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J Clin Oncol. 2009 Nov 20;27(33):5559-64. doi: 10.1200/JCO.2009.22.4733. Epub 2009 Oct 5.

Racial differences in predictors of intensive end-of-life care in patients with advanced cancer.

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1
Department of MedicalOncology, Center for Psycho-Oncology and Palliative Care Research, Dana-Farber Cancer Institute Boston, MA 02114, USA.

Abstract

PURPOSE:

Black patients are more likely than white patients to receive life-prolonging care near death. This study examined predictors of intensive end-of-life (EOL) care for black and white advanced cancer patients.

PATIENTS AND METHODS:

Three hundred two self-reported black (n = 68) and white (n = 234) patients with stage IV cancer and caregivers participated in a US multisite, prospective, interview-based cohort study from September 2002 to August 2008. Participants were observed until death, a median of 116 days from baseline. Patient-reported baseline predictors included EOL care preference, physician trust, EOL discussion, completion of a Do Not Resuscitate (DNR) order, and religious coping. Caregiver postmortem interviews provided information regarding EOL care received. Intensive EOL care was defined as resuscitation and/or ventilation followed by death in an intensive care unit.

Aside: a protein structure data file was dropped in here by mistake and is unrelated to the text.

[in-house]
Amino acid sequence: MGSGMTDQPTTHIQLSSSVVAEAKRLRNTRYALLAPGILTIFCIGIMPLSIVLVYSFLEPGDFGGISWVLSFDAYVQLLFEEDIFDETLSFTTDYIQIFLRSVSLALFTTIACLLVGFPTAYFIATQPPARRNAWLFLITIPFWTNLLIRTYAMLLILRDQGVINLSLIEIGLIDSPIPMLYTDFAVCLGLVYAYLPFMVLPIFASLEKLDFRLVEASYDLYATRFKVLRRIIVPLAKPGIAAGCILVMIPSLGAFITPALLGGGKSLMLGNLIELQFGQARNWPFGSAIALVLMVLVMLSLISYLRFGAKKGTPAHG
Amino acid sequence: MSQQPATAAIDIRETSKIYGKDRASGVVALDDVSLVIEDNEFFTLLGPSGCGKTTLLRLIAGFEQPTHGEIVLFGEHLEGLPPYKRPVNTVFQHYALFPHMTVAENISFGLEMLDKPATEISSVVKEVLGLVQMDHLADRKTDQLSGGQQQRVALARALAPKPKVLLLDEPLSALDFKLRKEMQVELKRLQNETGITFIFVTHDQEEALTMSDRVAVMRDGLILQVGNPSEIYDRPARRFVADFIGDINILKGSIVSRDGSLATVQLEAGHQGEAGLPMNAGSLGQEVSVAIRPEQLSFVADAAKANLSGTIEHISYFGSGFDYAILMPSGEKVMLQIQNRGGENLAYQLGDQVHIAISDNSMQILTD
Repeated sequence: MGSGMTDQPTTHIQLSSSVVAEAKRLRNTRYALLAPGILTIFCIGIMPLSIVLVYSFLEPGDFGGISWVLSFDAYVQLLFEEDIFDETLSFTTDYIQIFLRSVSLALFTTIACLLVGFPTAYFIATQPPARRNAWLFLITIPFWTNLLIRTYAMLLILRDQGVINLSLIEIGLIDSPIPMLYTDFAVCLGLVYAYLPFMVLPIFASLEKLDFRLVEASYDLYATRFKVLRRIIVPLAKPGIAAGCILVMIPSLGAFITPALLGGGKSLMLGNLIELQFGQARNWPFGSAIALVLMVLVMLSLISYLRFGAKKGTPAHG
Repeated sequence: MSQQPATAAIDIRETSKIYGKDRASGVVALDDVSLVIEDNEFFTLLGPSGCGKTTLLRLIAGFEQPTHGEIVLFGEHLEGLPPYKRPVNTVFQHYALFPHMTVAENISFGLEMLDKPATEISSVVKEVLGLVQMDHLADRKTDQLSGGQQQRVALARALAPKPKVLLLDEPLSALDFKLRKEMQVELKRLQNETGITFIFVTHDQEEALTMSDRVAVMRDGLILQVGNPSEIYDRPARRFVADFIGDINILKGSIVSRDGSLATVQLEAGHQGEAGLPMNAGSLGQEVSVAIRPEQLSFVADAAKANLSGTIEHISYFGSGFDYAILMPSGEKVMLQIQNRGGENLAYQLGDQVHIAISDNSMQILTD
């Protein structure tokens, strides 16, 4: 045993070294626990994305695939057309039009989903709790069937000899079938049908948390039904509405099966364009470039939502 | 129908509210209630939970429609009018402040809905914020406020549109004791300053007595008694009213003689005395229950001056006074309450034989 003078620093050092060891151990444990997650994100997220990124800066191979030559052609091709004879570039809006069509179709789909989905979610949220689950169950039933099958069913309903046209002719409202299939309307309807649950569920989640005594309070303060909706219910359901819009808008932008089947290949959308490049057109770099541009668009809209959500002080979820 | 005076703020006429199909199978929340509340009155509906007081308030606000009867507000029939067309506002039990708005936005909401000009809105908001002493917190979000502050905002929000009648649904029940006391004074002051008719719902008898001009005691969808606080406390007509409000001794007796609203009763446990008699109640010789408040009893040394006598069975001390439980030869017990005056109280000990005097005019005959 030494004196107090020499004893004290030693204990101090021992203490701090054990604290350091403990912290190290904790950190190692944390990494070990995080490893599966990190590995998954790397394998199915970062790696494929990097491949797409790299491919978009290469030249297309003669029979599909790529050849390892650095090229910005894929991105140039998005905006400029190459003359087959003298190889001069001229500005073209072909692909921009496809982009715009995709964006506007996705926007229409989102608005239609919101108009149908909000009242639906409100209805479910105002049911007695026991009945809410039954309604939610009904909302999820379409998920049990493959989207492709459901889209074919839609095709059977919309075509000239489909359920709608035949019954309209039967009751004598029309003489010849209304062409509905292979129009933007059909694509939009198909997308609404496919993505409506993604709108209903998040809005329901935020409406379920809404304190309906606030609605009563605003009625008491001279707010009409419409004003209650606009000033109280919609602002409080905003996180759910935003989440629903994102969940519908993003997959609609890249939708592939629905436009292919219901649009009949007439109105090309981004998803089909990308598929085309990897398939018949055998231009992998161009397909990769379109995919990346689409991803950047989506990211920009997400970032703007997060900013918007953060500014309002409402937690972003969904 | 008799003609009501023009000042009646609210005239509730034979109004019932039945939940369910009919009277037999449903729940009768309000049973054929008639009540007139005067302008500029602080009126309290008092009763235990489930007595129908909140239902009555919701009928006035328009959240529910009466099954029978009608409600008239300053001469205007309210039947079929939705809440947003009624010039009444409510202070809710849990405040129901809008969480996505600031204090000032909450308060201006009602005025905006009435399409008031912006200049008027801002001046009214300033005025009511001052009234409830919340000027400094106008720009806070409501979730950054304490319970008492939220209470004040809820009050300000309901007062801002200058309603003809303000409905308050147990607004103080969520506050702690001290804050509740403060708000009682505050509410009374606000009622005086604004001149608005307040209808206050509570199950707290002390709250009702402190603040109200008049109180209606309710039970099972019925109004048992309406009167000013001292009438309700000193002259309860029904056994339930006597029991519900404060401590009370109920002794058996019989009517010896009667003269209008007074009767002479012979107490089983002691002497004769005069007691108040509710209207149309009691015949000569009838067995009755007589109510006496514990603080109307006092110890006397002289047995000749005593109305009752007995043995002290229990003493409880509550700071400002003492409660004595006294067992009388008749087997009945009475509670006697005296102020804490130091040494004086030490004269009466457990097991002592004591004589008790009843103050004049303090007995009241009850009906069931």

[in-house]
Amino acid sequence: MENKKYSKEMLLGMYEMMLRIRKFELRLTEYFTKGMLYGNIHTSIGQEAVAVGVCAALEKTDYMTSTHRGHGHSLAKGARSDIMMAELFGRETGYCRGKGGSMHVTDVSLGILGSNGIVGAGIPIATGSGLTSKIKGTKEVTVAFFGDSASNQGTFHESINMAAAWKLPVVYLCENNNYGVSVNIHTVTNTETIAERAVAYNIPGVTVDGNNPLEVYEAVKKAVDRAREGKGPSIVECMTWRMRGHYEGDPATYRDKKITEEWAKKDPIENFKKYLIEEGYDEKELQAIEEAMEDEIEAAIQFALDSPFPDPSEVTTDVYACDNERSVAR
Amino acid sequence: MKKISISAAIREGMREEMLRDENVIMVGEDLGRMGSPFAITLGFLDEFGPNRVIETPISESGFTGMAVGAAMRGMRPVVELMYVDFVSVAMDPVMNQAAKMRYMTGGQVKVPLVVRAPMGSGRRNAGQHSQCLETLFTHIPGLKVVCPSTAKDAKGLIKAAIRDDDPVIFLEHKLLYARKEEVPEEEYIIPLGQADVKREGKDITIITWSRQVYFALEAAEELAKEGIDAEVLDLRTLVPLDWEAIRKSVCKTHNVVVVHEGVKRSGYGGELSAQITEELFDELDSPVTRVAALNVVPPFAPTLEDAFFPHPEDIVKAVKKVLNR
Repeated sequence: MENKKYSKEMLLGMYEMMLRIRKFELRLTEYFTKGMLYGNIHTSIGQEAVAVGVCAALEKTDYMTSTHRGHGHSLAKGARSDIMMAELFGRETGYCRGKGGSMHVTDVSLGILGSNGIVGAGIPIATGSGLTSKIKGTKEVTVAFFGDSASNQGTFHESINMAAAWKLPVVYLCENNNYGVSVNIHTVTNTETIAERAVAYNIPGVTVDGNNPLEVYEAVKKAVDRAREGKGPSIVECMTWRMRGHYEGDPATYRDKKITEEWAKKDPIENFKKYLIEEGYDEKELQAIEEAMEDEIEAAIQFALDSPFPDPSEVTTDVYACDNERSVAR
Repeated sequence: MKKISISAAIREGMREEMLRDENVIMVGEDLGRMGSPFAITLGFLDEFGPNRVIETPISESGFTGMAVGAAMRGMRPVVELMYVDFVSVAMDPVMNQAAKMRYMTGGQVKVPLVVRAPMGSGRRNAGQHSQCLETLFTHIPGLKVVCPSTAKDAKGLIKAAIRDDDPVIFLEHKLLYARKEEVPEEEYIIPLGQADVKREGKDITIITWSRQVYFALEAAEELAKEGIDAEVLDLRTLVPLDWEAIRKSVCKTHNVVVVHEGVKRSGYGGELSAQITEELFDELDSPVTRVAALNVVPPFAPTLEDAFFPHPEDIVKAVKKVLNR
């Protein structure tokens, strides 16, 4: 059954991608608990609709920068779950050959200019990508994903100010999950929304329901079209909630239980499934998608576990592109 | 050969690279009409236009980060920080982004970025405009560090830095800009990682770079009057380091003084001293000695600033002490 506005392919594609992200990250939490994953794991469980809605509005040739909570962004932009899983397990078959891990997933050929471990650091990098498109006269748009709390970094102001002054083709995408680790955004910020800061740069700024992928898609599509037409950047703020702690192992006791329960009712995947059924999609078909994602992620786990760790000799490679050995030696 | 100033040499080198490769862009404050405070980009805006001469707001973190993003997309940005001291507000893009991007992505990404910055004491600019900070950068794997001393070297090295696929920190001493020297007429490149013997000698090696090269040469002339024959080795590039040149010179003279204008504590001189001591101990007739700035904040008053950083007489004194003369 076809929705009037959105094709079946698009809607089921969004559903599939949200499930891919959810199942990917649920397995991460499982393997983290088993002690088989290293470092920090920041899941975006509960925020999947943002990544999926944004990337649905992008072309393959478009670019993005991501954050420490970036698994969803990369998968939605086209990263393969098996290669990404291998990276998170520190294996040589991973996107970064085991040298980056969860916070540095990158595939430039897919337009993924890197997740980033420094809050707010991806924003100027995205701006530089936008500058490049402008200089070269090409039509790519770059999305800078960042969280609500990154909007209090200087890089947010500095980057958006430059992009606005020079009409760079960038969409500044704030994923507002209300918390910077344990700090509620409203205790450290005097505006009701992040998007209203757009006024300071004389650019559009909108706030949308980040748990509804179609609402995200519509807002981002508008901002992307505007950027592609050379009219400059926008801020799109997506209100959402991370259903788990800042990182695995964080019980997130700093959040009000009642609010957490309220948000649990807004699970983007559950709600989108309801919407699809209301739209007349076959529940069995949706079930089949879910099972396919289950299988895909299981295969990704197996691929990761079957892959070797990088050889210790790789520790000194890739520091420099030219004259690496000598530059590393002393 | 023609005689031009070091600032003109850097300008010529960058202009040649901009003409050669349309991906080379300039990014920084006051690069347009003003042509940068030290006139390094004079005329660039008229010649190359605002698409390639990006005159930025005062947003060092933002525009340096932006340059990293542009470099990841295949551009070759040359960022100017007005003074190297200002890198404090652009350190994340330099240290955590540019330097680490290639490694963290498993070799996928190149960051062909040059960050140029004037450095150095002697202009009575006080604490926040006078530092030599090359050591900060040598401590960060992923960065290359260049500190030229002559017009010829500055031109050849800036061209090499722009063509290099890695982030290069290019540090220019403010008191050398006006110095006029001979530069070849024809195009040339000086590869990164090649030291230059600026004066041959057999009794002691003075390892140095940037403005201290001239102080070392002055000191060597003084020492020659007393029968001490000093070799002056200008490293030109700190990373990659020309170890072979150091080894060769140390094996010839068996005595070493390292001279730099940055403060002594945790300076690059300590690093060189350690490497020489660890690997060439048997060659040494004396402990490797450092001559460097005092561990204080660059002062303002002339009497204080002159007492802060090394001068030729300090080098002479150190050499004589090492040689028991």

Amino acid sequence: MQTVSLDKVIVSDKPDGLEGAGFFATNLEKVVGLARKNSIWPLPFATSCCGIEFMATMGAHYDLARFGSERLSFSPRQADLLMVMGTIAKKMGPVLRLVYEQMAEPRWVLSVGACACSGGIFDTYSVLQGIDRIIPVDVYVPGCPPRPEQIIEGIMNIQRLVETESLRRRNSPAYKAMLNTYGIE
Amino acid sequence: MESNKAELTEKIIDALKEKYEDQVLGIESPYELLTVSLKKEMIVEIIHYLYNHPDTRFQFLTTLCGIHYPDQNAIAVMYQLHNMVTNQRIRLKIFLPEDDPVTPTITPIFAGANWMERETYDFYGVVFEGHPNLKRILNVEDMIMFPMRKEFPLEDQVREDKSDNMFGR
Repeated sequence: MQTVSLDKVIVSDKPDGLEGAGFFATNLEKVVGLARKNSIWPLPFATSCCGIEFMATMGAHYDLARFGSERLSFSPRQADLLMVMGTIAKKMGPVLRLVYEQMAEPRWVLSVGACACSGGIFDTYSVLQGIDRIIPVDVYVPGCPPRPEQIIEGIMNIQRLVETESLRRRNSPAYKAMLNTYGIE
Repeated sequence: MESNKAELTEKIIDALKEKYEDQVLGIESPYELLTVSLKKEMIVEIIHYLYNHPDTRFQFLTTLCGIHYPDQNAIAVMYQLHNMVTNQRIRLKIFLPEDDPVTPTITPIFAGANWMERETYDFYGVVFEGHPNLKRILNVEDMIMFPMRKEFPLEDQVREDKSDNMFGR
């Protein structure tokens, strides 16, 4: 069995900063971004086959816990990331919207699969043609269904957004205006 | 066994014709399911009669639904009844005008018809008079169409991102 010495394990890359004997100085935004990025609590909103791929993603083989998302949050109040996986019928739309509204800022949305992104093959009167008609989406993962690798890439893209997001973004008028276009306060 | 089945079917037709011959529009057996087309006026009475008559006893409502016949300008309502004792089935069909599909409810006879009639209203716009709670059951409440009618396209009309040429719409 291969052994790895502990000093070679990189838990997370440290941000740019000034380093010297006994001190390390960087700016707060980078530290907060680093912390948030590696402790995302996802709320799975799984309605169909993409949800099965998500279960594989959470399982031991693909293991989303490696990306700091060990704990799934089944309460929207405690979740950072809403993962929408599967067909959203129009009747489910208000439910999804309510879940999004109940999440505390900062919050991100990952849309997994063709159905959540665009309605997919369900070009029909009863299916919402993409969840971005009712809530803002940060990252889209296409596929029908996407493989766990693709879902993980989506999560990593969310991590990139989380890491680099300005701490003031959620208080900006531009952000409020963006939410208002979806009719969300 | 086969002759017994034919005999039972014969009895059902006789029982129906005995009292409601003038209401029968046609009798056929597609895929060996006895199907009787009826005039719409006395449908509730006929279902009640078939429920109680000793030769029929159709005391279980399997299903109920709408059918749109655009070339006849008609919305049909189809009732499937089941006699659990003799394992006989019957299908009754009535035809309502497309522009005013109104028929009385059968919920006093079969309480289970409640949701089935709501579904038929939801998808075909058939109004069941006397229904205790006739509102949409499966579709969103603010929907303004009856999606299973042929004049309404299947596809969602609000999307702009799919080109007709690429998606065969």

RESULTS:

Although black patients were three times more likely than white patients to receive intensive EOL care (adjusted odds ratio [aOR] = 3.04, P = .037), white patients with a preference for this care were approximately three times more likely to receive it (aOR = 13.20, P = .008) than black patients with the same preference (aOR = 4.46, P = .058). White patients who reported an EOL discussion or DNR order did not receive intensive EOL care; similar reports were not protective for black patients (aOR = 0.53, P = .460; and aOR = 0.65, P = .618, respectively).

CONCLUSION:

White patients with advanced cancer are more likely than black patients with advanced cancer to receive the EOL care they initially prefer. EOL discussions and DNR orders are not associated with care for black patients, highlighting a need to improve communication between black patients and their clinicians.

Comment in

PMID:
19805675
PMCID:
PMC2792953
DOI:
10.1200/JCO.2009.22.4733
[Indexed for MEDLINE]
Free PMC Article
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